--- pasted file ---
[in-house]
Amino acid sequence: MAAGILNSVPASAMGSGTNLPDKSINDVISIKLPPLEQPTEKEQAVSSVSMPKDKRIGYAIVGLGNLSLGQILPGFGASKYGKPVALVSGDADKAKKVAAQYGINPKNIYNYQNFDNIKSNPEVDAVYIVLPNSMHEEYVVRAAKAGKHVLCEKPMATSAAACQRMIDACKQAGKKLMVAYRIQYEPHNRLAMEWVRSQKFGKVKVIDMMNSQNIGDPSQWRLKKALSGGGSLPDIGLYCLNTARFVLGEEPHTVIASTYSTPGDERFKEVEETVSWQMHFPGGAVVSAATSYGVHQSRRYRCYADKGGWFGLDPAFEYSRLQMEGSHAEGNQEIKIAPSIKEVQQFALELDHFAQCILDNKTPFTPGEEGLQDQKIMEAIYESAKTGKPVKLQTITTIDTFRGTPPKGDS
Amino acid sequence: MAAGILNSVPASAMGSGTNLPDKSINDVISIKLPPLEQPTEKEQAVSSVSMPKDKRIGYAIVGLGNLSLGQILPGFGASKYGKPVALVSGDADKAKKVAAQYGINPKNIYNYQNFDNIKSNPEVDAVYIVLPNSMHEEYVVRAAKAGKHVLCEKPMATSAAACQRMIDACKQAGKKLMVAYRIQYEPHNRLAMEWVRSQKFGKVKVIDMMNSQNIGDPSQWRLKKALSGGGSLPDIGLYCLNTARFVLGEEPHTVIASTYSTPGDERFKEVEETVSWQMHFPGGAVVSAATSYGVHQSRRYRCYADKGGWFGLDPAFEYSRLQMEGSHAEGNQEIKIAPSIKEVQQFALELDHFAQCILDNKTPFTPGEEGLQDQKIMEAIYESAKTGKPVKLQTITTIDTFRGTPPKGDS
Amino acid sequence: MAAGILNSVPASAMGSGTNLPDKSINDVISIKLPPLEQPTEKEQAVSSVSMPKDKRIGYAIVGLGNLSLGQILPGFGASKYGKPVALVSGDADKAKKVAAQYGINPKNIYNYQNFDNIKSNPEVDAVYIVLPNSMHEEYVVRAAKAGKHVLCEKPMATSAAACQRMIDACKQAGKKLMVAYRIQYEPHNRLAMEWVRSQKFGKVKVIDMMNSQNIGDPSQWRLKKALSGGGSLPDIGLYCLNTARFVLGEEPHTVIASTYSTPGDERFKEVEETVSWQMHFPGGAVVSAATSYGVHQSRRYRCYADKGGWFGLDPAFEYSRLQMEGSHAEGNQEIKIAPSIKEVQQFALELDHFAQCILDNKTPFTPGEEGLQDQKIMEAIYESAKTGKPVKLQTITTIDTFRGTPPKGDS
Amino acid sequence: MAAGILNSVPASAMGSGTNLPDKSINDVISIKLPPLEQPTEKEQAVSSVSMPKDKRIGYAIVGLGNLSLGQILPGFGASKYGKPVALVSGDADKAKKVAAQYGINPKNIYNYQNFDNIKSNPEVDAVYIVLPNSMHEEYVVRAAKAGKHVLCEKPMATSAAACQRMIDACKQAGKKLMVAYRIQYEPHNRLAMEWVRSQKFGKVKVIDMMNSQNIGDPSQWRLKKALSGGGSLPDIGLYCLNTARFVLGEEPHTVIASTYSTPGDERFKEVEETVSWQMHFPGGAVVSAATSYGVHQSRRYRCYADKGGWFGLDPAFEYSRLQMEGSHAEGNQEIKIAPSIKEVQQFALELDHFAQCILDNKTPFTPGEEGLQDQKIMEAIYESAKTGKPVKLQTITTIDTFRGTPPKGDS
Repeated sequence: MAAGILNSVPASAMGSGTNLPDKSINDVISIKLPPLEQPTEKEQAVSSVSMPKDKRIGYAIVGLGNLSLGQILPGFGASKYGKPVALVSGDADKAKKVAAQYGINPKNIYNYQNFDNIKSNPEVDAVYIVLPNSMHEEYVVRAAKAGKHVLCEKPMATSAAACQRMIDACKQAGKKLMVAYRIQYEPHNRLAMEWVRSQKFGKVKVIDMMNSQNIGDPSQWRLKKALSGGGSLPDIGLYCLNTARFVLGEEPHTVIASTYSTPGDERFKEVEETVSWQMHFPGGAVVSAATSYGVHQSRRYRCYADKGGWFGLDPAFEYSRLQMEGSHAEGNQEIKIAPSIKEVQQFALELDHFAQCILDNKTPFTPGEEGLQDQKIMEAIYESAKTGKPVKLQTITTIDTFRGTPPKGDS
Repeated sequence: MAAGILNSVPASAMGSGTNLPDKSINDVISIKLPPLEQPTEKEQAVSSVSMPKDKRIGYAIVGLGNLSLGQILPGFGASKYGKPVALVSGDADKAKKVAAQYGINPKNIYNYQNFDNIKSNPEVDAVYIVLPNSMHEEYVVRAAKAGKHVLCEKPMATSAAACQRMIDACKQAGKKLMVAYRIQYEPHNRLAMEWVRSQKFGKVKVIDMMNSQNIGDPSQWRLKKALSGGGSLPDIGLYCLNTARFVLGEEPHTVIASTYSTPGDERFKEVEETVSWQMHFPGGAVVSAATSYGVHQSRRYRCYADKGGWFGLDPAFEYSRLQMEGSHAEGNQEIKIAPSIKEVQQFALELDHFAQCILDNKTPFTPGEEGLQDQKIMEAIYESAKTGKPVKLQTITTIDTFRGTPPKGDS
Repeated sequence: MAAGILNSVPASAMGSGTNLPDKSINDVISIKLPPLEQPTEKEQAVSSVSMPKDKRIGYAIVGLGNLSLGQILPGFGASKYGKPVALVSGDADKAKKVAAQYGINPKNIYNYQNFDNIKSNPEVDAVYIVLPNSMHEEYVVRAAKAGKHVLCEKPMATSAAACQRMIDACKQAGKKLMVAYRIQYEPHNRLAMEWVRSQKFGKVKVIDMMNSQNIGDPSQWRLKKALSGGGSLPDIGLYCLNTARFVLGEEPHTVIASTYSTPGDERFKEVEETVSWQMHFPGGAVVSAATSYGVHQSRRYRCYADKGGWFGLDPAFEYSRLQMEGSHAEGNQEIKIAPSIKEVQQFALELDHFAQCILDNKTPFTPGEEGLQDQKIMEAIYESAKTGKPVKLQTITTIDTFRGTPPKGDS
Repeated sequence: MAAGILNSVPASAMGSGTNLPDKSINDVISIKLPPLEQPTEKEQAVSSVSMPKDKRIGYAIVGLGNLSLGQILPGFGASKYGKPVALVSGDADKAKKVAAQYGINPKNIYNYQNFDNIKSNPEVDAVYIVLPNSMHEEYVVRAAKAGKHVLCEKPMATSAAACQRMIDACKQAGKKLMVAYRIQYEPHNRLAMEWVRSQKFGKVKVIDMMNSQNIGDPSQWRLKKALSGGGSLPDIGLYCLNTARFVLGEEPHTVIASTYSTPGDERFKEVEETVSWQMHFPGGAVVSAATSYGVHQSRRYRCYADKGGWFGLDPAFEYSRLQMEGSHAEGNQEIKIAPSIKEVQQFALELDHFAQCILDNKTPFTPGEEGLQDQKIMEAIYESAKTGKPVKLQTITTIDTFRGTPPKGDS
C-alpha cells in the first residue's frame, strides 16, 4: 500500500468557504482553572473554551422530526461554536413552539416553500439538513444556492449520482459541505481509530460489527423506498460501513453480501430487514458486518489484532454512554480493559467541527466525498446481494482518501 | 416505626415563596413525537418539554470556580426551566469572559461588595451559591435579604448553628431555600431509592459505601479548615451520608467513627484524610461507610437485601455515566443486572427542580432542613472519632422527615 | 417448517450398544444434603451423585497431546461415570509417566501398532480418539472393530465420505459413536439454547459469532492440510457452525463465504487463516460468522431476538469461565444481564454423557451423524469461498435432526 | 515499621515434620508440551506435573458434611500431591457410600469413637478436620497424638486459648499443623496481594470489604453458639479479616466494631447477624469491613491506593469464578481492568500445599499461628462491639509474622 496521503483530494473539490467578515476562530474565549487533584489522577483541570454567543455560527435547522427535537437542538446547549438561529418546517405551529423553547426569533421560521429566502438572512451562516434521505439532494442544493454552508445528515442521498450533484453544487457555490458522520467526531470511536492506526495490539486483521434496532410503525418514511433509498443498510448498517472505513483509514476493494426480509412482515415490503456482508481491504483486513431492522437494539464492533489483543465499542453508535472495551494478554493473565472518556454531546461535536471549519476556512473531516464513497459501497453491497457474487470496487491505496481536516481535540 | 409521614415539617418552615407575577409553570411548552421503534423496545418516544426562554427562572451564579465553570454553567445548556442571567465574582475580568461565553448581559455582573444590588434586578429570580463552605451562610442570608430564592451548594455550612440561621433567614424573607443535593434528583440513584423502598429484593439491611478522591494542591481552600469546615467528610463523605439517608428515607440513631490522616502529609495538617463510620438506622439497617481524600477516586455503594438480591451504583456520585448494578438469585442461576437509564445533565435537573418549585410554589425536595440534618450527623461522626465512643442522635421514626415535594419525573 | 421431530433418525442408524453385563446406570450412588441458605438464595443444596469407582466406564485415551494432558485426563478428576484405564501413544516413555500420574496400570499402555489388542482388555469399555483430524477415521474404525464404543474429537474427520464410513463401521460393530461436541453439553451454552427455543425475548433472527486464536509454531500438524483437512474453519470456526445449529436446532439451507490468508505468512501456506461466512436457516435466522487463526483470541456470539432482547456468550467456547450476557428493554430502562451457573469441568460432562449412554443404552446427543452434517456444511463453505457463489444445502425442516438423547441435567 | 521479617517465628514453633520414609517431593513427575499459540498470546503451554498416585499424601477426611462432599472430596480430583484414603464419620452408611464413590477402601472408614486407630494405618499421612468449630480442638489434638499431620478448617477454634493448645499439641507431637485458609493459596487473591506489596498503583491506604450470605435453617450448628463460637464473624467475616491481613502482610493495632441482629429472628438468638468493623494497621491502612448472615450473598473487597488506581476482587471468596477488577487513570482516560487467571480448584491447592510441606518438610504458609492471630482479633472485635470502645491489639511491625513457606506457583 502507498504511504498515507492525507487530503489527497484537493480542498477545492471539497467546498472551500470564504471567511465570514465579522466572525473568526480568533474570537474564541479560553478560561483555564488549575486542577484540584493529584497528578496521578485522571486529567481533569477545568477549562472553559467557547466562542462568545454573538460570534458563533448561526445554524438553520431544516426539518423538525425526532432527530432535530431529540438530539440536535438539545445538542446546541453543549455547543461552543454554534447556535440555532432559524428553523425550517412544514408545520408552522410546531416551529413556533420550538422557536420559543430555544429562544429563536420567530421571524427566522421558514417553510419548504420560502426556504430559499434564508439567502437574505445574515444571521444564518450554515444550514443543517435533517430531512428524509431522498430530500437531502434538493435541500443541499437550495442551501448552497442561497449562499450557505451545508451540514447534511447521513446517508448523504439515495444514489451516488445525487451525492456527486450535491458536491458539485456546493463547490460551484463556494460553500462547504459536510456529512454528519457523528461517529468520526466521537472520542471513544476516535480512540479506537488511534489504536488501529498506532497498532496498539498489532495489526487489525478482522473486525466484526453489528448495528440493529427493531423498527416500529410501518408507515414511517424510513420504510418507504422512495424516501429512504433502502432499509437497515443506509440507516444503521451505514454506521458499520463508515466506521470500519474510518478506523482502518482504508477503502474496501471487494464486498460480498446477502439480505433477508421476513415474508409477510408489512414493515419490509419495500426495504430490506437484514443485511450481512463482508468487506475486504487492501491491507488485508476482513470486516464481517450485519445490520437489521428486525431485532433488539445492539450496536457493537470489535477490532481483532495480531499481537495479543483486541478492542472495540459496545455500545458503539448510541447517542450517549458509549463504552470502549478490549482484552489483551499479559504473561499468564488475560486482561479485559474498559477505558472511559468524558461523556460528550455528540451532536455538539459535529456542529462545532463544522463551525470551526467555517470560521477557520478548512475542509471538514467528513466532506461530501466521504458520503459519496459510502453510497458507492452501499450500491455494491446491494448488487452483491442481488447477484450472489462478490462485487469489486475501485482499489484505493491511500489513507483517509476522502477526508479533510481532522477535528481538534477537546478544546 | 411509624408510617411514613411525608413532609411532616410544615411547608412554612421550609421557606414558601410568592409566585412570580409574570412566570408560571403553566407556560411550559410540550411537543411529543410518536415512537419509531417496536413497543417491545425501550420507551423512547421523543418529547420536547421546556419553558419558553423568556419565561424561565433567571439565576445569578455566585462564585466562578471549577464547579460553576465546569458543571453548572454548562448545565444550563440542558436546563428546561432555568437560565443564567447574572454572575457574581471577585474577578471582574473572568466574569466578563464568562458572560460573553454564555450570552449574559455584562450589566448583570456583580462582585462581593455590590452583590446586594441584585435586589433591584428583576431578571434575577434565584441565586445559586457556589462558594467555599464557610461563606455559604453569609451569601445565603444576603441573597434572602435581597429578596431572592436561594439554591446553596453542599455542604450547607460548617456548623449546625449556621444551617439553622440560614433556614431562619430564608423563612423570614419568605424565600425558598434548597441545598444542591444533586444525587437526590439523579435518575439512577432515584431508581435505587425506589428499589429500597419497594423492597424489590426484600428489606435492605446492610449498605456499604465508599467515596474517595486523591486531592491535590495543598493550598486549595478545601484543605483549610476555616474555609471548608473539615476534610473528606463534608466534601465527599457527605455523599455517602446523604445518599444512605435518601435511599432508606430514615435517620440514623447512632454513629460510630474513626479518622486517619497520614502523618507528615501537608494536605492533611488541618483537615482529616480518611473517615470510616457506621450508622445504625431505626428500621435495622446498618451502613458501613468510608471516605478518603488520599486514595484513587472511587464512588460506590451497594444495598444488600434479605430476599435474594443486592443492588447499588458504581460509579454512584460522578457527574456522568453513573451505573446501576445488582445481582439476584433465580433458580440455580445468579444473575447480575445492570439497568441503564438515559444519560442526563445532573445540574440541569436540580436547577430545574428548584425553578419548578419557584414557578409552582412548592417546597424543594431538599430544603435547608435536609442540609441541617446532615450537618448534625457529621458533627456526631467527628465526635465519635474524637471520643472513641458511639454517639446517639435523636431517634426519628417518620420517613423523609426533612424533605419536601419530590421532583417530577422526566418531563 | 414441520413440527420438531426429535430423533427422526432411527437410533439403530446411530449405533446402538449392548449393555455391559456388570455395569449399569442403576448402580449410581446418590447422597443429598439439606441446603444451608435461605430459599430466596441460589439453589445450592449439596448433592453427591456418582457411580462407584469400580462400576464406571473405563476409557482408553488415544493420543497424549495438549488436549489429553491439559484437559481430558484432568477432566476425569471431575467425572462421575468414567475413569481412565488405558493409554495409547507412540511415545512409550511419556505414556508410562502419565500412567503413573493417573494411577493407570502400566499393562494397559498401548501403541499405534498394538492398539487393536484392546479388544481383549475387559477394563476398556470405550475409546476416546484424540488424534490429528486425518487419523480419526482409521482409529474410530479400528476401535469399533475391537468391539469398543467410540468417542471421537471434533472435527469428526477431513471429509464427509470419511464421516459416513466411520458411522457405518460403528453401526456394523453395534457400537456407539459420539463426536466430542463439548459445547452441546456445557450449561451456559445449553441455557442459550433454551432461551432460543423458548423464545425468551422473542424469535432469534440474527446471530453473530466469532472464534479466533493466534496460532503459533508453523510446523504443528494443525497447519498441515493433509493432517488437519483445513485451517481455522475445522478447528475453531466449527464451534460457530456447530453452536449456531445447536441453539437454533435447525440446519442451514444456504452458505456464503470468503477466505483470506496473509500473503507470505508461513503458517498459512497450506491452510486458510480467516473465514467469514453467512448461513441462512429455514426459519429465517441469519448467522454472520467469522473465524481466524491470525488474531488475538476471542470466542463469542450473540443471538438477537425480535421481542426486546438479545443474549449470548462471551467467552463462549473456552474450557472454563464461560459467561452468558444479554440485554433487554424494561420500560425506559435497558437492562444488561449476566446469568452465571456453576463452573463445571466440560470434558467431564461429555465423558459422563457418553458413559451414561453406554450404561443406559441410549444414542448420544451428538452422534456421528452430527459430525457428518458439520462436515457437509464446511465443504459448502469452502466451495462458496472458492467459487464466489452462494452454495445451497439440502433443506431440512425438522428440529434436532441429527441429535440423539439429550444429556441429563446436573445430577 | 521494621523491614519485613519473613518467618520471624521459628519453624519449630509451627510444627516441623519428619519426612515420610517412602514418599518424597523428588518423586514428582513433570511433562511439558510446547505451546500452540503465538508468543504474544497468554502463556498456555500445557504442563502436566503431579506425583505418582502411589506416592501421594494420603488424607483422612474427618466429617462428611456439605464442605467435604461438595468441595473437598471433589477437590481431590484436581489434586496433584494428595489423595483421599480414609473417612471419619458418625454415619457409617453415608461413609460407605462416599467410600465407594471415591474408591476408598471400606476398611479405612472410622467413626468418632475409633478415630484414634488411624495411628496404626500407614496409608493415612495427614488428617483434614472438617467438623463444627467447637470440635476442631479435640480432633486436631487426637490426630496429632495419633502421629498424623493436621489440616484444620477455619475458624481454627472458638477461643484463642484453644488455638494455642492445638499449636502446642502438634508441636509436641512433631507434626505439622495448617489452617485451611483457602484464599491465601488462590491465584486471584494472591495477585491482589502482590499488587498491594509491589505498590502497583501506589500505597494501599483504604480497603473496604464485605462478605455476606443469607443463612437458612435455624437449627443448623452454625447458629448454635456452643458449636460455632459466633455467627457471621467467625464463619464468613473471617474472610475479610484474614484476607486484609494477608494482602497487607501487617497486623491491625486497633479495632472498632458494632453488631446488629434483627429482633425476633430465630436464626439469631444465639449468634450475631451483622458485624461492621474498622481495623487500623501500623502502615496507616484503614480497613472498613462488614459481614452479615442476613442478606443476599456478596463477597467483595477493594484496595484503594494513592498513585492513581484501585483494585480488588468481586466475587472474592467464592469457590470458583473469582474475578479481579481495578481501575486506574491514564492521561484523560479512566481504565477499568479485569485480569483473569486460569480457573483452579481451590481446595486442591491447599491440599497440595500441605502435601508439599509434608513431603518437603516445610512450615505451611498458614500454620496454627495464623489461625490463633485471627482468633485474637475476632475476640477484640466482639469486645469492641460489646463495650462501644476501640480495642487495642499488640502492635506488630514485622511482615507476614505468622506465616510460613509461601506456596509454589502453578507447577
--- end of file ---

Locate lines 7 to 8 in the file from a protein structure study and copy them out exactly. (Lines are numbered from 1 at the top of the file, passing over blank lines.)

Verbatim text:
Repeated sequence: MAAGILNSVPASAMGSGTNLPDKSINDVISIKLPPLEQPTEKEQAVSSVSMPKDKRIGYAIVGLGNLSLGQILPGFGASKYGKPVALVSGDADKAKKVAAQYGINPKNIYNYQNFDNIKSNPEVDAVYIVLPNSMHEEYVVRAAKAGKHVLCEKPMATSAAACQRMIDACKQAGKKLMVAYRIQYEPHNRLAMEWVRSQKFGKVKVIDMMNSQNIGDPSQWRLKKALSGGGSLPDIGLYCLNTARFVLGEEPHTVIASTYSTPGDERFKEVEETVSWQMHFPGGAVVSAATSYGVHQSRRYRCYADKGGWFGLDPAFEYSRLQMEGSHAEGNQEIKIAPSIKEVQQFALELDHFAQCILDNKTPFTPGEEGLQDQKIMEAIYESAKTGKPVKLQTITTIDTFRGTPPKGDS
Repeated sequence: MAAGILNSVPASAMGSGTNLPDKSINDVISIKLPPLEQPTEKEQAVSSVSMPKDKRIGYAIVGLGNLSLGQILPGFGASKYGKPVALVSGDADKAKKVAAQYGINPKNIYNYQNFDNIKSNPEVDAVYIVLPNSMHEEYVVRAAKAGKHVLCEKPMATSAAACQRMIDACKQAGKKLMVAYRIQYEPHNRLAMEWVRSQKFGKVKVIDMMNSQNIGDPSQWRLKKALSGGGSLPDIGLYCLNTARFVLGEEPHTVIASTYSTPGDERFKEVEETVSWQMHFPGGAVVSAATSYGVHQSRRYRCYADKGGWFGLDPAFEYSRLQMEGSHAEGNQEIKIAPSIKEVQQFALELDHFAQCILDNKTPFTPGEEGLQDQKIMEAIYESAKTGKPVKLQTITTIDTFRGTPPKGDS